This book by Halifax meteorologist Jerry Lockett combines scientific history with graphic descriptions of catastrophic events and a warning of what may happen in the future. It is in two parts. The first tells the history of the first tentative efforts to understand how storms form and how to forecast them, while the second describes in detail the “Saxby Gale” of 1869 that did enormous damage through the eastern United States and the areas around the Bay of Fundy. In fact it had much in common with the recent Hurricane Sandy which must have hit just after the book had gone to print. The final chapter: “Why Saxby still matters,” is a third theme and well worth heeding.
It was Benjamin Franklin who first noticed, in 1743, that storms move across the earth’s surface but not necessarily in the direction the wind is blowing at the observer’s location. Then in the first half of the nineteenth century a number of researchers figured out different aspects of the puzzle. In America, William Redfield discovered that winds in a hurricane rotate around its centre while James Espy deduced that latent heat is the source of energy in a hurricane, but each totally denied the validity of the other’s theories! Then William Morse’s telegraph allowed reports to be sent to a central point; in the USA this was the Smithsonian Institution. The first weather maps were posted there in 1850, but this ceased with the Civil War as the telegraph system was needed for military purposes.
In England Admiral Robert FitzRoy (who had commanded the Beagle on Darwin’s famous voyage) became head of the Board of Trade’s Meteorological Department in 1854. He started to gather data by telegraph from a network of stations in the British Isles but it was 1861 before he issued the first storm warnings to mariners and published forecasts in the Times. Unfortunately he suffered from depression and committed suicide in 1865 at which the Board of Trade halted weather forecasts. It would be some time before they were reinstituted on both sides of the Atlantic.
And then there was Saxby. Stephen Saxby was a schoolteacher who was hired by the British Admiralty to instruct junior officers and engineers at the Chatham naval base. He was, by all accounts a good teacher, but when his interest turned to the formation of storms and weather forecasting he came up with a theory that was totally erroneous. He believed that the declination of the moon, north or south of the equator, influenced the formation of storms and hurricanes. At first his ideas received favourable comment. They sounded scientific and more likely than atmospheric disturbance by meteorites or astrology, both of which had their advocates. His theory might have been wrong but Saxby was fortunate: he seemed to have got it right on two occasions. In October 1861 he predicted a storm would hit the British Isles on November 1st and one did. Fitzroy had failed to forecast it. But his chief claim to fame would come eight years later. In 1868, one year in advance, he predicted a violent storm would occur on the following October. 5th to 7th. Now he did not say just where in the world this would occur but when a hurricane swept though New England and New Brunswick on October 5th 1879 he was credited, at least in the Maritime Provinces with extraordinary abilities and the event became known as “The Saxby Gale.”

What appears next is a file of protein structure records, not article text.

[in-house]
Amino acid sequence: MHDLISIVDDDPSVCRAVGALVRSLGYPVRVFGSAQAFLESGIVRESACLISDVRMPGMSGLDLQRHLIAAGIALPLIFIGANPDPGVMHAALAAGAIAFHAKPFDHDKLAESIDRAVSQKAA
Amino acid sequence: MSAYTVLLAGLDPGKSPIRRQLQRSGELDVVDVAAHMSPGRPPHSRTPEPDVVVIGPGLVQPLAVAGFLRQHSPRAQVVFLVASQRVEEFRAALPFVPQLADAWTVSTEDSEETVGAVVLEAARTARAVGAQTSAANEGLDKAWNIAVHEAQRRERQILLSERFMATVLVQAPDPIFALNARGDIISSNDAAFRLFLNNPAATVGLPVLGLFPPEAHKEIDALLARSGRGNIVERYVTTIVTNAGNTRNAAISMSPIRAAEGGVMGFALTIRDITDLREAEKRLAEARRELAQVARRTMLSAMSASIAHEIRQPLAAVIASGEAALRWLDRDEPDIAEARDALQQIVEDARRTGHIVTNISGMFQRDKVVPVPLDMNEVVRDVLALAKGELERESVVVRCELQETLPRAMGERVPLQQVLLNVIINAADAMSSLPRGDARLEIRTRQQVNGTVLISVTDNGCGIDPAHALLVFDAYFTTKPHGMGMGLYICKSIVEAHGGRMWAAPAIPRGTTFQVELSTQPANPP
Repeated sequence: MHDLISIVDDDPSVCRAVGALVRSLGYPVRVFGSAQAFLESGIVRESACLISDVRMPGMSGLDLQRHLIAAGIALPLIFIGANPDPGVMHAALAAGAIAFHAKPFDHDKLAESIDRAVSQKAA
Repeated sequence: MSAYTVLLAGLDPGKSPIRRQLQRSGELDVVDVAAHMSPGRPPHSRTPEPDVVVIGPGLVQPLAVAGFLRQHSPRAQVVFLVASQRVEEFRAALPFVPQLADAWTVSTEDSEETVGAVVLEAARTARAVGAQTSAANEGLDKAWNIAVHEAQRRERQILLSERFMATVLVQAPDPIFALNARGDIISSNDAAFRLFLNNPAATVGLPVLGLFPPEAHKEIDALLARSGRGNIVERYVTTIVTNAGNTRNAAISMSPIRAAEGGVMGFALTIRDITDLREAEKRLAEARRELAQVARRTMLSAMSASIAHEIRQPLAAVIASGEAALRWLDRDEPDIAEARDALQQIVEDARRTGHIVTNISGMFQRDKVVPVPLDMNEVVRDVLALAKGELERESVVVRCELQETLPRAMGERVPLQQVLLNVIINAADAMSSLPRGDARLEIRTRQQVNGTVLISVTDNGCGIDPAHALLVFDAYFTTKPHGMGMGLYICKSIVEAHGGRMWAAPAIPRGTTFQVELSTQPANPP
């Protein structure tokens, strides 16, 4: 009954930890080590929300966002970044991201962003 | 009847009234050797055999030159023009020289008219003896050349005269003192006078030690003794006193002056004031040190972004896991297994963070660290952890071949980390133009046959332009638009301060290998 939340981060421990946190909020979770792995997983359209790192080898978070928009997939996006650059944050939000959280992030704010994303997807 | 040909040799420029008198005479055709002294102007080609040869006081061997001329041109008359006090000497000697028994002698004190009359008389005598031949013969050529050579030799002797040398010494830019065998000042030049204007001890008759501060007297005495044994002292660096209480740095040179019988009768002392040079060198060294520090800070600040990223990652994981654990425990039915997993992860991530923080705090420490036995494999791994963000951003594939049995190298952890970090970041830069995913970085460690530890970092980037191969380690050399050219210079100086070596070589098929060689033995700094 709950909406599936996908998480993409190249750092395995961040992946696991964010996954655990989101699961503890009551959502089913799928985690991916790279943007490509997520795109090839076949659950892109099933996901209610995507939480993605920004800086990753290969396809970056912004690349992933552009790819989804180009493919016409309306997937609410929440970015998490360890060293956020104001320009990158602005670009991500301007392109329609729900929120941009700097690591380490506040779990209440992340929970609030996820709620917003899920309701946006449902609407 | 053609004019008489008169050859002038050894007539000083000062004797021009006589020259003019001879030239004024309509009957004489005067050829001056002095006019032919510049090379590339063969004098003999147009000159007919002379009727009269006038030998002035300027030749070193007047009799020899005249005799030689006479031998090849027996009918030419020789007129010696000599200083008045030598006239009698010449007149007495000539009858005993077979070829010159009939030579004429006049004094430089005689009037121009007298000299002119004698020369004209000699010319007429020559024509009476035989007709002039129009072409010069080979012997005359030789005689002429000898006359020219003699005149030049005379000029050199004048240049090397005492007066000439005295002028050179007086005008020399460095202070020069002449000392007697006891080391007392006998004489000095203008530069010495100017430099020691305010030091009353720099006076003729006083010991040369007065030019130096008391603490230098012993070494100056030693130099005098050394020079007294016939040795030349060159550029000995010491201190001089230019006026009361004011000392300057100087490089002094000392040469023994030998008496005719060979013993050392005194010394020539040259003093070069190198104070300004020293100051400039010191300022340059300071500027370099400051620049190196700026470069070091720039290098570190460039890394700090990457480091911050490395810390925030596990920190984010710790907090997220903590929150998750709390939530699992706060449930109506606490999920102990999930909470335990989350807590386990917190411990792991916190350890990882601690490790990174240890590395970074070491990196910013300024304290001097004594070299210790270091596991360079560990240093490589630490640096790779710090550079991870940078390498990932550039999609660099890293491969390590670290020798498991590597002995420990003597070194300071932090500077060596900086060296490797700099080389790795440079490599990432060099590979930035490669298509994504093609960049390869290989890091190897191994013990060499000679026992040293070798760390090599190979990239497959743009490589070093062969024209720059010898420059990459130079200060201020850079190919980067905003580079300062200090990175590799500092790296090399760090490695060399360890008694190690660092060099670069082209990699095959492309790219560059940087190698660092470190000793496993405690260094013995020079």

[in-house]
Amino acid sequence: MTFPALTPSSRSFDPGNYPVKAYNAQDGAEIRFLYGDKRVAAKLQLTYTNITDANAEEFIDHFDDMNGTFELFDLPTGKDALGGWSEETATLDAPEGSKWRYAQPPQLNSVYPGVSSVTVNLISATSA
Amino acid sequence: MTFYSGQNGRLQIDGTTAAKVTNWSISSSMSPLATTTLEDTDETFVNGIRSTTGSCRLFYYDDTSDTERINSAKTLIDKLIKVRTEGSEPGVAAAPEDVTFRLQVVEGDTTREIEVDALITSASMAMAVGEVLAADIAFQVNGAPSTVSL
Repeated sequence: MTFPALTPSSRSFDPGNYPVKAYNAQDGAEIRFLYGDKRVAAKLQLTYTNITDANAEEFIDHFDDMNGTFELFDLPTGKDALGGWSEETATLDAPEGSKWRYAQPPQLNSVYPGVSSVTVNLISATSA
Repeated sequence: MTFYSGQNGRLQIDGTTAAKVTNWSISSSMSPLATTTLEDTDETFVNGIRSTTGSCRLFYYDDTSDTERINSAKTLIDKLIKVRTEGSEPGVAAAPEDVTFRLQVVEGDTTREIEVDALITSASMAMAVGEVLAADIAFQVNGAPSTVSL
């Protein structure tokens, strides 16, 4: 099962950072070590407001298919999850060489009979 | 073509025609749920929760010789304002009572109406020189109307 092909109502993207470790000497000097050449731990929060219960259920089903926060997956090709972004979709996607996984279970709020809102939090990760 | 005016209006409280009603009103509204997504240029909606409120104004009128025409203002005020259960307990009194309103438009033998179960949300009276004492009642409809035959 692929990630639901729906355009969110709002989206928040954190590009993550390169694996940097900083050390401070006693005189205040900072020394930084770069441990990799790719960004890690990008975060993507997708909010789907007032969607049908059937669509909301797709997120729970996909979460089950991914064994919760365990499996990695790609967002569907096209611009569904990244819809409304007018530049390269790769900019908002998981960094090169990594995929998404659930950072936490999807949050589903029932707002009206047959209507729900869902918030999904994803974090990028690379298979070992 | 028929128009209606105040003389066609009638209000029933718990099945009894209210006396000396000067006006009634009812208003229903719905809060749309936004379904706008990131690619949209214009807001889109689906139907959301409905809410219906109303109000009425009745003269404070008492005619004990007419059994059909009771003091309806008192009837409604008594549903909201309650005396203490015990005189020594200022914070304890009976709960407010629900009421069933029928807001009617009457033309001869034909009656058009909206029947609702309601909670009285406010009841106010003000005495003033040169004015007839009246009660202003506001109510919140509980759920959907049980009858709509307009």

Part Two of the book describes the Saxby Gale or hurricane in detail. The author has studied the remarkably complete accounts that have been preserved in the archives of the newspapers that were published in most towns in those days and in government records. The Saxby Gale’s effects were very much like those of 2012’s Hurricane Sandy. Enormous amounts of rainfall caused floods in all the northeastern American states. Rivers swelled, houses were swept away, railways and roads were washed out and many people lost their lives. On the coast dozens of ships were driven ashore. Similar events took place when the storm crossed into New Brunswick, but now an additional effect was to occur. It was precisely the day of the perigean spring tides when the moon and sun act together to cause the greatest tides increased even more as the moon was at its perigee – the closest it comes to the earth- and to this was added the storm surge caused by the winds on the eastern side of the hurricane blowing straight up the Bay of Fundy. The result was a high tide that overtopped the Acadian dykes all around the perimeters of the Minas Basin and Chignecto Bay. There was NO record of such an occurrence since the dykes were built about 200 years previously. The railway connecting Nova Scotia to the rest of Canada was washed away as were the telegraph lines and all roads leading across the Chignecto Isthmus.
In his last chapter Lockett describes the progress we have made in forecasting events like these but warns that the dykes, long ago rebuilt, offer no defence against a storm on the scale of Saxby’s. We also continue to build structures on flood plains and hope for the best. Personally, I like to live on a hill.Jerry Lockett. The Discovery of Weather: Stephen Saxby, the tumultuous birth of weather forecasting, and Saxby’s Gale of 1869. Halifax NS; Formac Publishing, www.formac.ca, 2012. 272 pp.,Illustrations, maps, appendices, notes, bibliography, index. $29.95, cloth; ISBN 978-1-4595-0080-8. eBook also available.